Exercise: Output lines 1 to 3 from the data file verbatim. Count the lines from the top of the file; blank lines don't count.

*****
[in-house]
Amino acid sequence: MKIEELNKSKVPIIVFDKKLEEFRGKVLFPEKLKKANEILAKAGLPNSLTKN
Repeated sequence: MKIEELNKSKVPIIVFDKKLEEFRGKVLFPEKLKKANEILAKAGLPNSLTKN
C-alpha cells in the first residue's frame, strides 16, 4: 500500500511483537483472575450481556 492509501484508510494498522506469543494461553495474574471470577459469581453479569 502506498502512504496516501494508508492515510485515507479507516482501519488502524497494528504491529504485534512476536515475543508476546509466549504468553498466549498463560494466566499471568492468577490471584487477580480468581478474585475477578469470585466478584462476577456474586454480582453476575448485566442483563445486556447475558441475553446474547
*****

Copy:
[in-house]
Amino acid sequence: MKIEELNKSKVPIIVFDKKLEEFRGKVLFPEKLKKANEILAKAGLPNSLTKN
Repeated sequence: MKIEELNKSKVPIIVFDKKLEEFRGKVLFPEKLKKANEILAKAGLPNSLTKN